“It someone had told me when I was 20 that 40 was so sexy, I would have never believed them!” --Tayna Stephens, Sierra Nevada World Music Festival 2016
Let’s get one thing straight. Tanya Stephens thinks that she is the greatest thing since, and before, sliced bread. And the prolific reggae/dancehall singer /songwriter is proud of it, too, with more than 20 years of music to her credit.
After her riveting performance at the 23rd Annual Sierra Nevada World Music Festival at Mendocino County Fairgrounds in Boonville, CA (www.snwmf.com) on June 18, Stephens addressed the media in the press tent. In fewer than 20 minutes, she became our BFF. As Stephens was escorted from the stage to the press tent, she was literally mobbed by fans who showered her with hugs, kisses, gifts and praise.
Stephens, who rose to popularity with her risqué dancehall hits and love songs such as “Yuh Nuh Ready Fi Dis Yet,” Draw fi Mi Finger,” “Boom Wuk,” “Goggle,” “It’s a Pity,” “I Can’t Breathe” and “These Streets” said she prefers not to be labeled as a “female” artist. Stephens said her most feared question is “what advice would you give to young women who aspire to break into the music industry?”
“I would say, try not to take too much advice, because there’s no one way to do this,” said the dusky voiced singer, who performed on the SNWMF bill with world music greats such as Etana, Beres Hammond, Toots and the Maytals, Leroy Sibbles and others that weekend. “What works for Tanya Stephens may not work for another female coming into the business. It’s changed since I came in. I would say, don’t be labeled as a ‘female’ artist, just be an ‘artist.’ Stop being intimidated by the word ‘fraternity’ and stop thinking that this is a male dominated industry. They may be many in terms of numbers, but in terms of potency, not so much. We have them beat. Just come in, kick down the door and do your thing. Don’t be hung up on the ‘female’ label; our job is not sexual. I know that people mean well when they compliment me by saying that I’m one of the best female artists, but I feel marginalized by my gender. I look at women and I see no competition. That may sound egotistical to some people, but I’m not an accidental artist. I work very hard. If you hear me put out 10 songs, it means I made maybe, 150 songs. I demand more than just the title female artist. It’s like saying all right, we need some breasts, and I don’t even have that much breasts.”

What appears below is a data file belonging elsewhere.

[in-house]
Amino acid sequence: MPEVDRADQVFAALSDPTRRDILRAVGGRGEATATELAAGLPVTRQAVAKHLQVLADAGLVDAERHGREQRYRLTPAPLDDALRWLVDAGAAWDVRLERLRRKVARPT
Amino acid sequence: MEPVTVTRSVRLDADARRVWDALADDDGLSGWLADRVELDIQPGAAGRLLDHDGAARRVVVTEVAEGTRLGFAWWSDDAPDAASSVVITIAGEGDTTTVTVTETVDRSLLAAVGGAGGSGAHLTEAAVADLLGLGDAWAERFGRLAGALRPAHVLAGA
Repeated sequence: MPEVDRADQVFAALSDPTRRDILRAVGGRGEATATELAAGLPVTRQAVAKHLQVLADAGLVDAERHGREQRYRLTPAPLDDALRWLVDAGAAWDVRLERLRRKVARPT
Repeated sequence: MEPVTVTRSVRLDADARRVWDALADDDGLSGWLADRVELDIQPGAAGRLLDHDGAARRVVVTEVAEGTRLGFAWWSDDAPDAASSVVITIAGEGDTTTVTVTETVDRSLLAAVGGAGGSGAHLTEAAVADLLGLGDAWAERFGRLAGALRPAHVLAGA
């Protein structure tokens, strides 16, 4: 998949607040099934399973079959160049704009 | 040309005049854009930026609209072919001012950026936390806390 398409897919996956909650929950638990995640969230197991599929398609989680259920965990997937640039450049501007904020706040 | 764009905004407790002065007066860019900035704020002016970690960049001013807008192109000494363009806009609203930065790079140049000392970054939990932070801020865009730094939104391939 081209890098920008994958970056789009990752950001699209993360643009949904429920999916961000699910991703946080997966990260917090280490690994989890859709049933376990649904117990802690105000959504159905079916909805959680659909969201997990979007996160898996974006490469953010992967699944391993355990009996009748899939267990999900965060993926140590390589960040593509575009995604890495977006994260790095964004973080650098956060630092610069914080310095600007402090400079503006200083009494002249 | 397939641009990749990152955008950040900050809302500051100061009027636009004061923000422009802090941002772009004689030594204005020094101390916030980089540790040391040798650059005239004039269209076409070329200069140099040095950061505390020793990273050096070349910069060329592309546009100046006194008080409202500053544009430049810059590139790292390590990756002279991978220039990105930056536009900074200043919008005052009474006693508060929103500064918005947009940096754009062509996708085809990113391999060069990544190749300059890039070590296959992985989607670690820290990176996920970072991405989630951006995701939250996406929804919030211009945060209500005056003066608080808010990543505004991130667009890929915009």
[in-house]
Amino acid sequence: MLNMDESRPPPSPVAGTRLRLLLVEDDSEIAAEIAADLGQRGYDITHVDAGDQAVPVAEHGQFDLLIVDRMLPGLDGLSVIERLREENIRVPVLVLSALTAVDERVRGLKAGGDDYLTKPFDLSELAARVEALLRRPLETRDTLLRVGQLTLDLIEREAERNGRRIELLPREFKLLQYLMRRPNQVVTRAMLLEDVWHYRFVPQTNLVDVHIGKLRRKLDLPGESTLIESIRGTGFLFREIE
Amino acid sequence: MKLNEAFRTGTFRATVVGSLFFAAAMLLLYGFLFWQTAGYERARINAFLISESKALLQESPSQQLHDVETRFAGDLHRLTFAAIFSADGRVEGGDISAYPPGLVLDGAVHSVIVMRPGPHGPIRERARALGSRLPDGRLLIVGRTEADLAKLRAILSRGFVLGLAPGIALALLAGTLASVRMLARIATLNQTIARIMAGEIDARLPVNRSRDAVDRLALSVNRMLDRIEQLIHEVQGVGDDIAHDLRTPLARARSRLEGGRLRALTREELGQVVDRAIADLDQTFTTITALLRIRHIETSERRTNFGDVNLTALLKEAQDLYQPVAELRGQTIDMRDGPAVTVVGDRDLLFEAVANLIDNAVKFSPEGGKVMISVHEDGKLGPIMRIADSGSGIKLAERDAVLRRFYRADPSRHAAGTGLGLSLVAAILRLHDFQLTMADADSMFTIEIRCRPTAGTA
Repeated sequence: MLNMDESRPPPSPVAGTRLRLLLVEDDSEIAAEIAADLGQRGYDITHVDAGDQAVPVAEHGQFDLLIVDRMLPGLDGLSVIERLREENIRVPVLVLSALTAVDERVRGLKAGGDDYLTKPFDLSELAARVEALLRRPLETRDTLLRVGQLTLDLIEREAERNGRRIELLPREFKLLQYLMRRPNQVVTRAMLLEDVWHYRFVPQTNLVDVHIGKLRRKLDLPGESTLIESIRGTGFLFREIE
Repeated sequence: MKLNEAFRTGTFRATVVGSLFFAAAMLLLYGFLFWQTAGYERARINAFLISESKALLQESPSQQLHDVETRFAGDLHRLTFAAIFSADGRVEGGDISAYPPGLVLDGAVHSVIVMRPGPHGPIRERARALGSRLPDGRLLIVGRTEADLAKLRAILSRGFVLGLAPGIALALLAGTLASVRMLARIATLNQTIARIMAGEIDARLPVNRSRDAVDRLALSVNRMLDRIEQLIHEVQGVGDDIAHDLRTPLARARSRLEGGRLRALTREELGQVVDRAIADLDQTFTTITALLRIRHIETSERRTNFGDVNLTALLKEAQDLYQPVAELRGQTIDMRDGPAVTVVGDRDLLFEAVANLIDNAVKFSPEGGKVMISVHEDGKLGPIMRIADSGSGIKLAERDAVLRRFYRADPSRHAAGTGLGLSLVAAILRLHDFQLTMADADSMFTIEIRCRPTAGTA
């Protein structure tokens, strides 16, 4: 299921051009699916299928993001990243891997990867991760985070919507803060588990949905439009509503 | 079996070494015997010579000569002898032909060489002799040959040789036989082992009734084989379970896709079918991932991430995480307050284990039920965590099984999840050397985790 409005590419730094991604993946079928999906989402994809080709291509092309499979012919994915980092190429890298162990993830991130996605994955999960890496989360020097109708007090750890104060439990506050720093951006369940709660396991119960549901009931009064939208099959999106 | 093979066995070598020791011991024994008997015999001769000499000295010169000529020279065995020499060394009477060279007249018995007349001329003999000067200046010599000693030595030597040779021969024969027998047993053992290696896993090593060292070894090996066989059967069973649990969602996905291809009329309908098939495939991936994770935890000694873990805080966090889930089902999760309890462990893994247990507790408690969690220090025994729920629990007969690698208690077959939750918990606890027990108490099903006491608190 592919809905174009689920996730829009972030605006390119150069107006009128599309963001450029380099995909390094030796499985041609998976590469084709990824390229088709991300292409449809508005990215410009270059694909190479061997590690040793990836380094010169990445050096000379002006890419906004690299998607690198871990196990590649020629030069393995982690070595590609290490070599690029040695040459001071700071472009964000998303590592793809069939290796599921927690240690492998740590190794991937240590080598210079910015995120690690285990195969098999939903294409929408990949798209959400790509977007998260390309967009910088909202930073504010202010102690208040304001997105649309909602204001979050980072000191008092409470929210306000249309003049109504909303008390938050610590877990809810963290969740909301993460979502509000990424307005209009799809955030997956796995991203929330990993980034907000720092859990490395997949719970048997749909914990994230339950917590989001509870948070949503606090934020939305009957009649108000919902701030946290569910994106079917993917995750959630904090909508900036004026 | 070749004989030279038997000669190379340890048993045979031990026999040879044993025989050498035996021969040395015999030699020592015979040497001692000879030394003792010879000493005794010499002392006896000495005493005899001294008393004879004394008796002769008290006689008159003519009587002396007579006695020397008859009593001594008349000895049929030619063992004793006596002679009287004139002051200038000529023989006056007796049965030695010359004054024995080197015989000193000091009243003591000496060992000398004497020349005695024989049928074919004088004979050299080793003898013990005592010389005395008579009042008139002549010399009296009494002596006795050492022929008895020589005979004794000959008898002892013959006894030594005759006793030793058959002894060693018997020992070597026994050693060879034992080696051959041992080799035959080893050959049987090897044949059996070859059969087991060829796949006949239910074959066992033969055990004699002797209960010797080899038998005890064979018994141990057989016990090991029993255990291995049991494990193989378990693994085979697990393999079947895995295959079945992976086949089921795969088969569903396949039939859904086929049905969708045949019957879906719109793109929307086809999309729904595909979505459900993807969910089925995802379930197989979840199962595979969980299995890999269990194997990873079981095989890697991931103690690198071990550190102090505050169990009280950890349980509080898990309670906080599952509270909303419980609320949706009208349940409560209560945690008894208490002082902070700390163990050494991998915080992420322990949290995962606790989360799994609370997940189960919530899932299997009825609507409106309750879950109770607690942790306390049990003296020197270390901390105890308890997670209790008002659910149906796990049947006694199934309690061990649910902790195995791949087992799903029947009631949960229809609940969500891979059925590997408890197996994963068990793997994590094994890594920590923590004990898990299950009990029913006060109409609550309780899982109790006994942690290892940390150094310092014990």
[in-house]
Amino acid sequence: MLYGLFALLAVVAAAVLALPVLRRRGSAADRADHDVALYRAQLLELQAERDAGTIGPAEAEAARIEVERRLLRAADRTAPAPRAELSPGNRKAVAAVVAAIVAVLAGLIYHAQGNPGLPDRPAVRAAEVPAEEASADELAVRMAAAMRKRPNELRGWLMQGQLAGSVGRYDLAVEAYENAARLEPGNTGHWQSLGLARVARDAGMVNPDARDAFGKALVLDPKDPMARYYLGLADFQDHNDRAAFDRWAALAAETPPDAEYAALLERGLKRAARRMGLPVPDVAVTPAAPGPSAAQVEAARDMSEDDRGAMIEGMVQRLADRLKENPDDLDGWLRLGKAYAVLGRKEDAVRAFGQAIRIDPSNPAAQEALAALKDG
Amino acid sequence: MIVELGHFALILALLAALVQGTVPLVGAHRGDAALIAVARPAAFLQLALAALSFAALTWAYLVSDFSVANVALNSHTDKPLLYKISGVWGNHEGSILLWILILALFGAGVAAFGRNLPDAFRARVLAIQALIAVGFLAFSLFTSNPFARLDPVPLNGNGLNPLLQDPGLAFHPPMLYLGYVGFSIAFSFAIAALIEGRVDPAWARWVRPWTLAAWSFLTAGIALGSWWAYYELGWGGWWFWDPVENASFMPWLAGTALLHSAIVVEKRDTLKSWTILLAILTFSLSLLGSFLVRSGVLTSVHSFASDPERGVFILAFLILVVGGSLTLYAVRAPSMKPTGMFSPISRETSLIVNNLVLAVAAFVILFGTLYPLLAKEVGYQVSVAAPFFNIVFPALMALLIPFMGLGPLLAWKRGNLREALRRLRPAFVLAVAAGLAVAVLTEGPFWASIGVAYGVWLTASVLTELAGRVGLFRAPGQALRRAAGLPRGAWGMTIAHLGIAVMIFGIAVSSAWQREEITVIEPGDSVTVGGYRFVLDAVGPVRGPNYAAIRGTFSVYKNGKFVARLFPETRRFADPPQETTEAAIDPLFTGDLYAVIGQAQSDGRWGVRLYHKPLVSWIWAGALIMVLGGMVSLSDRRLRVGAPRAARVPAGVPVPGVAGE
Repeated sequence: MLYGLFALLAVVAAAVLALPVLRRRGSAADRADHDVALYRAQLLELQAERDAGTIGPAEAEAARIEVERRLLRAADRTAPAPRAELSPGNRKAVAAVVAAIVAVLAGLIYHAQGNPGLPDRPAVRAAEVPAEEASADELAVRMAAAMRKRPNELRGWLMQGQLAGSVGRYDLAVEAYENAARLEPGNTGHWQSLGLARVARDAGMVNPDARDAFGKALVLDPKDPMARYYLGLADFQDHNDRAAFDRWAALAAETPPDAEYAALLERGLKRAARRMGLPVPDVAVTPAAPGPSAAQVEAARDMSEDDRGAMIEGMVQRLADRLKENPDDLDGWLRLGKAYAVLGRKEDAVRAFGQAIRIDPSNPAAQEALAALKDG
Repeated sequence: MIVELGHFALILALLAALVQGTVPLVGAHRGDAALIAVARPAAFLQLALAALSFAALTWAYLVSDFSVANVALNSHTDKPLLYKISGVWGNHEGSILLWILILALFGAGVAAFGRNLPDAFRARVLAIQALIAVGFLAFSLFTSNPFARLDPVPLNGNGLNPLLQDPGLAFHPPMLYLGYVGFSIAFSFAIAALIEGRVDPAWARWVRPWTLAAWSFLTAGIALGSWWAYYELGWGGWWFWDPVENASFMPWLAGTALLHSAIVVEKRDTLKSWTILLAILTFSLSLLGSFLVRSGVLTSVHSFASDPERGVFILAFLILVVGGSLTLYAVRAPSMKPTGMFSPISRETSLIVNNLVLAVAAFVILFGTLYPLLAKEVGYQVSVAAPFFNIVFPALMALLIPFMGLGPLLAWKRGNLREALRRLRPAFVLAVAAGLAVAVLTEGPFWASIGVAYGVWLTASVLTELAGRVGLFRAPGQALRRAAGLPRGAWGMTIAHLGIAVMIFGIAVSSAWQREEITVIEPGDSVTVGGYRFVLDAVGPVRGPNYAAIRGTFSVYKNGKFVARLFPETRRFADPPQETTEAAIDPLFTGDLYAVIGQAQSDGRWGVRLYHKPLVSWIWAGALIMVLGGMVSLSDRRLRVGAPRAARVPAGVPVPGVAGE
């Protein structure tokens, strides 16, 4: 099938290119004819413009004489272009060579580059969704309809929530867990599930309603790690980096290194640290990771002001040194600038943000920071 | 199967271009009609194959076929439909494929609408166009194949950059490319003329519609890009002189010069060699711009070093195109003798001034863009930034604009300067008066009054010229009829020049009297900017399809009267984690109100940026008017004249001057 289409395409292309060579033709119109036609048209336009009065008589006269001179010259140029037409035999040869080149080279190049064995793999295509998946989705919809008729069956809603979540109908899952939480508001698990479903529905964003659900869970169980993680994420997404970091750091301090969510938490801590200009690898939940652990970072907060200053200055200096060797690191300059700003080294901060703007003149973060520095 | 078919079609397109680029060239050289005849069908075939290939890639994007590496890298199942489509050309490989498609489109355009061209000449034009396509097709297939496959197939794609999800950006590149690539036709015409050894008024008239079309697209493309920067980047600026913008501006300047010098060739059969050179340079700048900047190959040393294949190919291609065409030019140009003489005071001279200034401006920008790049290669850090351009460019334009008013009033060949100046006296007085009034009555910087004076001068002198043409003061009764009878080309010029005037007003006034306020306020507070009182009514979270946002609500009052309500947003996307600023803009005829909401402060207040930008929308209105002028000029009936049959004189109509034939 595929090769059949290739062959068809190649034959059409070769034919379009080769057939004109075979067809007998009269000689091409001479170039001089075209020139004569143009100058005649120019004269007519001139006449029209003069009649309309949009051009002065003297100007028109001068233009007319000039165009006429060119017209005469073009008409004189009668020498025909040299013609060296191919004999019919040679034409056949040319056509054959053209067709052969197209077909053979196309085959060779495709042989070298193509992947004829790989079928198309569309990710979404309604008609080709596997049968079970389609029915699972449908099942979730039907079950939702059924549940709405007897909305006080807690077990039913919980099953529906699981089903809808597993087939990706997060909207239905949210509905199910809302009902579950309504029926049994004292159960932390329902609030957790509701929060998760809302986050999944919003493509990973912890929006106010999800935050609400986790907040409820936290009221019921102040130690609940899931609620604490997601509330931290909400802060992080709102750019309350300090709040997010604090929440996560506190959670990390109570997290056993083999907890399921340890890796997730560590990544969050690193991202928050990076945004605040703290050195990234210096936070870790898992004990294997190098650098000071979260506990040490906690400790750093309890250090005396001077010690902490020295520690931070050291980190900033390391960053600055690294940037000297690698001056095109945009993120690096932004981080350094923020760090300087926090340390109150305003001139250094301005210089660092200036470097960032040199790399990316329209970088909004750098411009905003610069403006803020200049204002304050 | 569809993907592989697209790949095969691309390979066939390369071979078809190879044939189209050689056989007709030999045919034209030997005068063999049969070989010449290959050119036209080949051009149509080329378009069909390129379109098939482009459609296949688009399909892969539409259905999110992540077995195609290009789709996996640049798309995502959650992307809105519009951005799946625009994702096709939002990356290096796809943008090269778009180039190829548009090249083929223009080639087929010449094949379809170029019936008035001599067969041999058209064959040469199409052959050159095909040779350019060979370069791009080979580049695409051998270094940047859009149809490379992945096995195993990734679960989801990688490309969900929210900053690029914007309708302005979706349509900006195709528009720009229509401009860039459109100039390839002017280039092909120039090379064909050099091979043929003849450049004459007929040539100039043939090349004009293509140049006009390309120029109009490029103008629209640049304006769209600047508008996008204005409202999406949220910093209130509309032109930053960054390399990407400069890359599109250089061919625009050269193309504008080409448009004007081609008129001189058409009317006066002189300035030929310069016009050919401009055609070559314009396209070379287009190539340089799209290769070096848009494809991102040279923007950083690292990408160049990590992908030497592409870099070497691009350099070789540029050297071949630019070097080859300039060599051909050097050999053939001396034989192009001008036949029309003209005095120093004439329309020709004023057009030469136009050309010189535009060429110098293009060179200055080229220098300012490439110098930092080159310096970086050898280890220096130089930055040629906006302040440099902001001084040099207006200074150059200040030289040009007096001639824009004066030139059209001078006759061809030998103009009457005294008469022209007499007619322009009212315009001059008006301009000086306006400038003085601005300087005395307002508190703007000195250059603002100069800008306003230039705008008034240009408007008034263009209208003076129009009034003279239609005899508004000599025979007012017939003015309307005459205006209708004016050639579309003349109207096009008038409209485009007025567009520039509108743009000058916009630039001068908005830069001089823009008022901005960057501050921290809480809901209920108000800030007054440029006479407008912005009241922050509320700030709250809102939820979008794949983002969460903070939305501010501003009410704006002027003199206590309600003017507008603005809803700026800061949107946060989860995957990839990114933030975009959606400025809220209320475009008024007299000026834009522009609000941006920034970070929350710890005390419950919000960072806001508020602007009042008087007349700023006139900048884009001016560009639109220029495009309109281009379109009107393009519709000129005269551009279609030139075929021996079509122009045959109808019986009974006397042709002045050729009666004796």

To date, Stephens has recorded nine solo albums including “Big Things a Gwaan (1994), “Too Hype” (1997), “Work Out” (1997) “Ruff Rider (1998) “Sintoxicated” (2001) “Gangsta Blues” (2004) “Rebelution” (2006), “Infallible” (2010) and “Guilty” (2013).
Stephens has released more than 100 singlesand collaborated with artists such as Lady Saw, Bounty Killer, Shabba Ranks and Marcia Griffiths to name a few.
“I’m a woman when I’m with my husband; I’ve been married for a few years,” said Stephens, who turns 43 this year. “But I don’t see that as something that defines me. I don’t complete him and he doesn’t complete me; we’re just two people who are doing this together. When I’m with my husband, I’m his woman, but with you guys, I don’t have to be a woman, do I? ‘Cause we’re not all sleeping together now are we? I need to be a woman for our kids because they need a mother. But when we are working together, why can’t we just be people? If we embrace the terms “women’ and female,” we embrace marginalization and the limitations put on us.”
After performing at SNWMF, Stephens headed to Europe to play the summer festival circuit. Yes, she has a new album in the works, but right now Stephens is taking it easy and loving it.
“It feels nice; it feels like the best of me, really, said Stephens. “So, I’m in no rush. I’m working on a new album, but I haven’t completed it yet, not to my liking. I have to like it first. And when I like it, then I will think that it deserves your ears; and I will release it. I have no record label; I have no boss, I have no deadline. I can take my time, and I hope you guys will exercise some patience. I have to live up to my own expectations and meet my own standards. That’s my process.